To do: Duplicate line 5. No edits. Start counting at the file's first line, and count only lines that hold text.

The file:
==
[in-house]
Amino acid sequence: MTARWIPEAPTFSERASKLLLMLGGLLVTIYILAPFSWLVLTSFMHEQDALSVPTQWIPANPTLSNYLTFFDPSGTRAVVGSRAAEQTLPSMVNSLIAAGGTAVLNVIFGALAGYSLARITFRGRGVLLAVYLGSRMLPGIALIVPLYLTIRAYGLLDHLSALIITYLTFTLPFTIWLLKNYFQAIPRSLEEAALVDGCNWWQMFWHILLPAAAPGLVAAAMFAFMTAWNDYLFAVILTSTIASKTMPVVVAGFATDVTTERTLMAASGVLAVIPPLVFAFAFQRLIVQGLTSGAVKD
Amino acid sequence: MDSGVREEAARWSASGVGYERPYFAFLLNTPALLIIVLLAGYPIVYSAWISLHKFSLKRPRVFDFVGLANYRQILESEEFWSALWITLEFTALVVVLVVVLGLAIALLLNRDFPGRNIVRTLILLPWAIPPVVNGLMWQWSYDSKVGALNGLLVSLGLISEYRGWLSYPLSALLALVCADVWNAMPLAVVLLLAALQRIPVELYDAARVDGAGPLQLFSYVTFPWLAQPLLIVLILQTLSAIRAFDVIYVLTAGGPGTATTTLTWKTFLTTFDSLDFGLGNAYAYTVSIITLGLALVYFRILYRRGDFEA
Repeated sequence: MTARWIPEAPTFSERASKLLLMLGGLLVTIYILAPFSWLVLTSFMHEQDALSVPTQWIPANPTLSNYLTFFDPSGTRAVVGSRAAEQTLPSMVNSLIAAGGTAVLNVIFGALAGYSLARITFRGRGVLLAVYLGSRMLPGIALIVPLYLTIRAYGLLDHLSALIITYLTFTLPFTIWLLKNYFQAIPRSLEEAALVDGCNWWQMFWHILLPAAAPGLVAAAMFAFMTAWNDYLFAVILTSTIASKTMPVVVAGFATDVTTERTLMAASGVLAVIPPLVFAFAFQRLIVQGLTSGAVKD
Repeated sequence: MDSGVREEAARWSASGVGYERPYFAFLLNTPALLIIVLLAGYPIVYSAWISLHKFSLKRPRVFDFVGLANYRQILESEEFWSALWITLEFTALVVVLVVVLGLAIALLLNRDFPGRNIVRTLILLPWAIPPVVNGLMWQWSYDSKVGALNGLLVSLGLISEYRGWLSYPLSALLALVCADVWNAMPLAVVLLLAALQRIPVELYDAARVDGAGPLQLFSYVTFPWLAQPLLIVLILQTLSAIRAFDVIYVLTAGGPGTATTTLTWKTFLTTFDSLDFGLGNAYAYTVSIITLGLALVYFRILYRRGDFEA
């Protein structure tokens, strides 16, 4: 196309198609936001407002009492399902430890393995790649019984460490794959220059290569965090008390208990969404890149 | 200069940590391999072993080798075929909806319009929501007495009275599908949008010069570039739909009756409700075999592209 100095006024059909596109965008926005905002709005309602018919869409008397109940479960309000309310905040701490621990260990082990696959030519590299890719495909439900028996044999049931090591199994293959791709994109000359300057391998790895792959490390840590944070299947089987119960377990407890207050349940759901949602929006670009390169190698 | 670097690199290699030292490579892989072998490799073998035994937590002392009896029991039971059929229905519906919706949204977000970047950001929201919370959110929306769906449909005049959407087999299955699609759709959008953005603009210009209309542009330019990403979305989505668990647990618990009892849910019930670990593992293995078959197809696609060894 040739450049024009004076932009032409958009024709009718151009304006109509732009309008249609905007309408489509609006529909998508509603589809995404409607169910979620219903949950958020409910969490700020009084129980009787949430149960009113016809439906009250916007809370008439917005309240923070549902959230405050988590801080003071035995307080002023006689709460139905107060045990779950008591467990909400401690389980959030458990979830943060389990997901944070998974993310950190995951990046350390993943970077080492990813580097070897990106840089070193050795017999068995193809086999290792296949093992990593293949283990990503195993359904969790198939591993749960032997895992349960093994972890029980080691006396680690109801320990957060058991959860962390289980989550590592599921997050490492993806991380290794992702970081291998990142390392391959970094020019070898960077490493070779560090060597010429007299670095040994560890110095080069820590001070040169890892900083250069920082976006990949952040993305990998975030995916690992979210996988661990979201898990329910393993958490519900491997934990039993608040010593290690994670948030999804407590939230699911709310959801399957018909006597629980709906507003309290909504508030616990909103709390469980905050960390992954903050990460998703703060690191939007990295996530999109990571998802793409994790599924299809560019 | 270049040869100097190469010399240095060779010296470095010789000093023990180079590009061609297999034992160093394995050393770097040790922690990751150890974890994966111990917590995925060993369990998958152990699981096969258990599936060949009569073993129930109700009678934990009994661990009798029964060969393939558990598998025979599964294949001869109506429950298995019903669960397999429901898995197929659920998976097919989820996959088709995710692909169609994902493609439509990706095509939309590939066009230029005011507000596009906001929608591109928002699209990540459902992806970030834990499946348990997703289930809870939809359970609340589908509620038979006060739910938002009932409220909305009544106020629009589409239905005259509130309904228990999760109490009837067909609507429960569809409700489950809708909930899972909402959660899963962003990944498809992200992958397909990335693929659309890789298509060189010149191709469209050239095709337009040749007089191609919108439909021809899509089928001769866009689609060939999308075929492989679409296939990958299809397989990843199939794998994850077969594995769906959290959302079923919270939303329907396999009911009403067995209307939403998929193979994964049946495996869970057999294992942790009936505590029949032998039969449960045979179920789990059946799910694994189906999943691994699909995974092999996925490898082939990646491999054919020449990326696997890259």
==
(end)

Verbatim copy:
Repeated sequence: MDSGVREEAARWSASGVGYERPYFAFLLNTPALLIIVLLAGYPIVYSAWISLHKFSLKRPRVFDFVGLANYRQILESEEFWSALWITLEFTALVVVLVVVLGLAIALLLNRDFPGRNIVRTLILLPWAIPPVVNGLMWQWSYDSKVGALNGLLVSLGLISEYRGWLSYPLSALLALVCADVWNAMPLAVVLLLAALQRIPVELYDAARVDGAGPLQLFSYVTFPWLAQPLLIVLILQTLSAIRAFDVIYVLTAGGPGTATTTLTWKTFLTTFDSLDFGLGNAYAYTVSIITLGLALVYFRILYRRGDFEA